Best Buy, owner of the biggest U.S. electronics chain, reported an unexpected increase in quarterly sales, helped by demand for appliances, TVs and mobile phones.
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The company's shares, which have lost 24 percent in the past six months, jumped 11.3 percent in premarket trading on Tuesday.
The company's revenue rose 0.8 percent in the second quarter ended Aug. 1, surprising analysts who expected a fall of 2 percent on average.
Best Buy has cut jobs, closed stores and streamlined its management structure in an effort to boost profit and margins and compete better with online and big-box retailers.
Improving job markets and low fuel prices has boosted consumer spending on big-ticket items such as TVs and other appliances.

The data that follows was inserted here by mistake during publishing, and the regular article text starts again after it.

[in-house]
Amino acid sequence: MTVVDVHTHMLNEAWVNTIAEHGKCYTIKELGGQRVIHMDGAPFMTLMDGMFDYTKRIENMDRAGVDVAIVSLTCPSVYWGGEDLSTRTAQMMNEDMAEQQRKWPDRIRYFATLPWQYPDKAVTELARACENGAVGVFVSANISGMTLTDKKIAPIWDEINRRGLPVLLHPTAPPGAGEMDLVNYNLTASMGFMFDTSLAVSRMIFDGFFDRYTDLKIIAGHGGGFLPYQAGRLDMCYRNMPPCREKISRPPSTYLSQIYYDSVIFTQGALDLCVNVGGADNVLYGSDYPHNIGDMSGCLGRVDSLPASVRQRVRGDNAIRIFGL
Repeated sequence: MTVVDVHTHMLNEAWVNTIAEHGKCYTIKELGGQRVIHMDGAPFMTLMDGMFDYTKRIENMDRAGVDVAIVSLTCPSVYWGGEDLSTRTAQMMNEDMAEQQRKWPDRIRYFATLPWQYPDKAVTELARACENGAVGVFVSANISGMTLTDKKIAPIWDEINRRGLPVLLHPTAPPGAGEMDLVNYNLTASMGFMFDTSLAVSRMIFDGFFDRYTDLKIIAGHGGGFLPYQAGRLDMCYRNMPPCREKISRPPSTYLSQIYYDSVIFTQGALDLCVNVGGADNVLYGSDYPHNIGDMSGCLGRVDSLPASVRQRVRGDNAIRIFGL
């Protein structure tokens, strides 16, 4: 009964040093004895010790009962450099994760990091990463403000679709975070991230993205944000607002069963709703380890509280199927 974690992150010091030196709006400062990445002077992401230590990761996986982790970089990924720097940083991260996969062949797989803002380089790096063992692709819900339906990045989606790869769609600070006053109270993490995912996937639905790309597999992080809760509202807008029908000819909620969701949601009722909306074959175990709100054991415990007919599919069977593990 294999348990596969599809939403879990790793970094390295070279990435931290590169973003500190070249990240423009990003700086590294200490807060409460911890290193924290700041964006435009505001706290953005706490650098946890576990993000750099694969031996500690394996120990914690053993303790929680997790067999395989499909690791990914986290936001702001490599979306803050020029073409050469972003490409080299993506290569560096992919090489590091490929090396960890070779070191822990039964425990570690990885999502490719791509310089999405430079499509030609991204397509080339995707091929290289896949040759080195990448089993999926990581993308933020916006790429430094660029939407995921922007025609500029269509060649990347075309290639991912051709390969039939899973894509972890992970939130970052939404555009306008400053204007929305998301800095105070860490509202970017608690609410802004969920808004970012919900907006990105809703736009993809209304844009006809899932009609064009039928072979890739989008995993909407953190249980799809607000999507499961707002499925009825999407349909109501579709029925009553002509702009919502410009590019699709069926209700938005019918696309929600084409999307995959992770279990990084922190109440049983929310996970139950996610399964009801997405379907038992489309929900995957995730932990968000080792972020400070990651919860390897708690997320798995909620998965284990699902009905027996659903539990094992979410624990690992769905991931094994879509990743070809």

Best Buy has exited operations in China and consolidated those in Canada, leaving it largely dependent on U.S. sales.
U.S. sales rose for the fourth straight quarter, accounting for nearly 93 percent of total sales.
Same-store sales in the region rose 2.7 percent, helped by demand for appliances and higher mobile prices.
Revenue rose to $8.53 billion in the quarter, compared with the average analyst estimate of $8.29 billion.
Net income attributable to shareholders rose to $164 million, or 46 cents per share, in the second from $146 million, or 42 cents per share, a year earlier.
Excluding items Best Buy earned 49 cents per share, beating analysts' average estimate of 34 cents.
Best Buy's shares were trading at $32.80 before the bell on Tuesday. Up to Monday's close, the stock had fallen 24 percent this year.
(Reporting by Yashaswini Swamynathan in Bengaluru; Editing by Saumyadeb Chakrabarty)